Oakton’s kitchen was separate from the main house, a popular trend in the 18th and 19th centuries. Often called summer kitchens, these small, one-room outbuildings were near enough to the house to transport hot food, but separate enough to keep the heat and smell of cooking and other laborintensive chores away from the living areas. This degree of separation also ensured safety—kitchen fires weren’t out of the
question, so keeping the room isolated from the main house was a precautionary measure to keep a fire from spreading. As kitchen technology advanced and cooking became easier, faster and safer, kitchens made their way into the main houses.
Such was the case for Oakton’s kitchen. First a breezeway between the two buildings was built, then it became a hall, and eventually the kitchen became part of the house. Now, it’s the hub of the Goodman’s family life. While they entertain in the more formal front rooms, the kitchen is casual and comfortable, with all the modern trappings of 21st-century life. Thick wooden ceiling beams open up the space and charming farmhouse kitchenware hearkens back to the home’s roots even in the midst of modern amenities.
HOW DOES YOUR GARDEN GROW?
While the property surrounding Oakton has swelled to 325 acres, the core gardens and landscaping have kept steady at 5 acres throughout the estate’s history. After the home passed into the Goodmans’ hands and the Annandales were no longer in charge of the grounds, the gardens grew out of their formal boundaries.
Will, a landscape architect by trade and training, did his college thesis on restoring the gardens to their original layouts from the period when the Wilders lived in Oakton. He studied every bit of the home’s history he could find—both oral and written—from letters and old garden plans to stories his grandfather told him.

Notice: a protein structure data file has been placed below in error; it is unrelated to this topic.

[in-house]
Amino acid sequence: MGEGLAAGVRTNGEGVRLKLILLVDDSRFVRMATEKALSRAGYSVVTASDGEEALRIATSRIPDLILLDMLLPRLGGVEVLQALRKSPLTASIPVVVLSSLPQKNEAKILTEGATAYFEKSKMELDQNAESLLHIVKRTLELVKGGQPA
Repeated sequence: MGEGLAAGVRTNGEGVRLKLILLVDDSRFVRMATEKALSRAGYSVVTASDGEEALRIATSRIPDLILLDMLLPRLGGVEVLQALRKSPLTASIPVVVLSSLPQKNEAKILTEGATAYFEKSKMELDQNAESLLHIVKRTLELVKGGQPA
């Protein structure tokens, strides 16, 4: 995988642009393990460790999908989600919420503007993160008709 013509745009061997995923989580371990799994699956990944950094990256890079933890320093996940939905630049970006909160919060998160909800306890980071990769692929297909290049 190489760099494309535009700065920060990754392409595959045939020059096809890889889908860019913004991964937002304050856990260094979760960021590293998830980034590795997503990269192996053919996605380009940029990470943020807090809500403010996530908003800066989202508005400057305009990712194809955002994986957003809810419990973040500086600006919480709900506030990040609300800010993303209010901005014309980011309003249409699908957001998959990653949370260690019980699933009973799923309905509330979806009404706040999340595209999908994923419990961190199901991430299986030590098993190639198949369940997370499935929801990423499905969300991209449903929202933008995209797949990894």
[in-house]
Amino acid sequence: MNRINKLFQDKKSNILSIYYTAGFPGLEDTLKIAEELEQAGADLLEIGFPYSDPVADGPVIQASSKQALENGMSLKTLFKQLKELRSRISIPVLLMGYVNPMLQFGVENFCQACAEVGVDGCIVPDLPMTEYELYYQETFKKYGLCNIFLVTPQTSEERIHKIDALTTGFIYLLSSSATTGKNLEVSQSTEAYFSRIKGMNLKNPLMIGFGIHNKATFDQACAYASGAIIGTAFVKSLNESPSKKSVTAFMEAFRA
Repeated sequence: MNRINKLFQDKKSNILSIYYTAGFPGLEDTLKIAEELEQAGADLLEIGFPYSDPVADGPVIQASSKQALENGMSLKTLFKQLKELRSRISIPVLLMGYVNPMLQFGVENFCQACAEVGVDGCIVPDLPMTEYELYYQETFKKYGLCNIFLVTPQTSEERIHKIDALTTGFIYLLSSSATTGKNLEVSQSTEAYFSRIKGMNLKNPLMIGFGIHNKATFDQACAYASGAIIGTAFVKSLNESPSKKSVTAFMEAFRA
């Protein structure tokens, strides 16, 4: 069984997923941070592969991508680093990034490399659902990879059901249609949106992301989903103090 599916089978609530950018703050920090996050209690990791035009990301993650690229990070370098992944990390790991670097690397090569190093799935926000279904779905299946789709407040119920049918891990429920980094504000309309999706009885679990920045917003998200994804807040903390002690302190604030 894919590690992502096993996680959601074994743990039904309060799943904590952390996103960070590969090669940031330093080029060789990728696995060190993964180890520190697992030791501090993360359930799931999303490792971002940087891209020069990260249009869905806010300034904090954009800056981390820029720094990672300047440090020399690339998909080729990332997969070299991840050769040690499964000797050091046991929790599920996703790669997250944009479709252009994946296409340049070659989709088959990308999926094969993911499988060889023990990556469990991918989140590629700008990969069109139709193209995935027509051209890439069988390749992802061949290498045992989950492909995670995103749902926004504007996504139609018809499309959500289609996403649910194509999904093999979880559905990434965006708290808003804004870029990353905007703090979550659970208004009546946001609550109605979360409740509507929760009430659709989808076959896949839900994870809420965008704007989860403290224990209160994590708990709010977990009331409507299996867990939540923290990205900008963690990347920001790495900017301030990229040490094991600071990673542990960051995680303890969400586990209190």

William Annandale, the Wilder’s farm manager, dedicated his life to caring for Oakton’s gardens. So when Will Goodman started his research, he looked to Annandale’s work: how he cared for the land, how he organized it and how he directed water to ensure the soil drained properly. Will eventually decided on an adaptive reuse preservation of the gardens rather than a reconstruction. He gathered all the information he could about the original gardens, drew up a plan incorporating a swimming pool, and then converted the original six parterre kitchen gardens into a more modern, efficient garden that would be easier to maintain.
Overlooking it all is Oakton’s front porch. A collection of classic Brumby rockers adorns the veranda, encouraging friends and family to partake in the relaxation as iconic as the Brumbys themselves.
“It’s your perfect Southern front porch,” Will says. “That’s the place you live, sitting on the porch on any spring, summer or fall evening.”
Oakton was one of the few homes to come unscathed out of General William T. Sherman’s ransacking of Northwest Georgia.
Top. One of the two main rooms directly off the front entrance, the living room stands across the foyer from the main dining room. When the Goodmans entertain, they set up a bar in the living room to serve guests.
Right. A classic Southern veranda looks out on Oakton’s front acreage. While the grounds around Oakton have swelled to 325 acres in the past, its current 5 acres have been part of the landscaped gardens for generations.